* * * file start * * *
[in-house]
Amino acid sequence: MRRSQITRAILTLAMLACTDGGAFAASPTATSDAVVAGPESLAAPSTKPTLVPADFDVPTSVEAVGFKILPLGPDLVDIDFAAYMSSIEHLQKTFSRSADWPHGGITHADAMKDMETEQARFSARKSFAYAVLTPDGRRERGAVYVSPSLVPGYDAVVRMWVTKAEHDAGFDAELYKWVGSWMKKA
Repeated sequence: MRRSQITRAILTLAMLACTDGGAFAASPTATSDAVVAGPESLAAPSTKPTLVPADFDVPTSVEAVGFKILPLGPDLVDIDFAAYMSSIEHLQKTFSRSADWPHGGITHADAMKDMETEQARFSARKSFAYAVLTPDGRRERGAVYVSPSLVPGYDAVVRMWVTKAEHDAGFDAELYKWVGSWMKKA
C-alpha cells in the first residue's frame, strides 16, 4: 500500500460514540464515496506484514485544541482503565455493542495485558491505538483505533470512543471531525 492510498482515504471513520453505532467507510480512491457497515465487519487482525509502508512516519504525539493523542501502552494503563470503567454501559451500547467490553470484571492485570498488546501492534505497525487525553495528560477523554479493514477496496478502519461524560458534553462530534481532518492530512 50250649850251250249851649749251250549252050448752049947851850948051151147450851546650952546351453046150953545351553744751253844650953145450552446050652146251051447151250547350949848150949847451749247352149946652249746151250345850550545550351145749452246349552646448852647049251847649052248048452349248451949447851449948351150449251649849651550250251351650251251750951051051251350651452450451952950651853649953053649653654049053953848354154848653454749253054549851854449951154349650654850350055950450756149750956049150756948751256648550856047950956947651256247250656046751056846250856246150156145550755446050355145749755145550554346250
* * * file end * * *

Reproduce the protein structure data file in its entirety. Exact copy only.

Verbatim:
[in-house]
Amino acid sequence: MRRSQITRAILTLAMLACTDGGAFAASPTATSDAVVAGPESLAAPSTKPTLVPADFDVPTSVEAVGFKILPLGPDLVDIDFAAYMSSIEHLQKTFSRSADWPHGGITHADAMKDMETEQARFSARKSFAYAVLTPDGRRERGAVYVSPSLVPGYDAVVRMWVTKAEHDAGFDAELYKWVGSWMKKA
Repeated sequence: MRRSQITRAILTLAMLACTDGGAFAASPTATSDAVVAGPESLAAPSTKPTLVPADFDVPTSVEAVGFKILPLGPDLVDIDFAAYMSSIEHLQKTFSRSADWPHGGITHADAMKDMETEQARFSARKSFAYAVLTPDGRRERGAVYVSPSLVPGYDAVVRMWVTKAEHDAGFDAELYKWVGSWMKKA
C-alpha cells in the first residue's frame, strides 16, 4: 500500500460514540464515496506484514485544541482503565455493542495485558491505538483505533470512543471531525 492510498482515504471513520453505532467507510480512491457497515465487519487482525509502508512516519504525539493523542501502552494503563470503567454501559451500547467490553470484571492485570498488546501492534505497525487525553495528560477523554479493514477496496478502519461524560458534553462530534481532518492530512 50250649850251250249851649749251250549252050448752049947851850948051151147450851546650952546351453046150953545351553744751253844650953145450552446050652146251051447151250547350949848150949847451749247352149946652249746151250345850550545550351145749452246349552646448852647049251847649052248048452349248451949447851449948351150449251649849651550250251351650251251750951051051251350651452450451952950651853649953053649653654049053953848354154848653454749253054549851854449951154349650654850350055950450756149750956049150756948751256648550856047950956947651256247250656046751056846250856246150156145550755446050355145749755145550554346250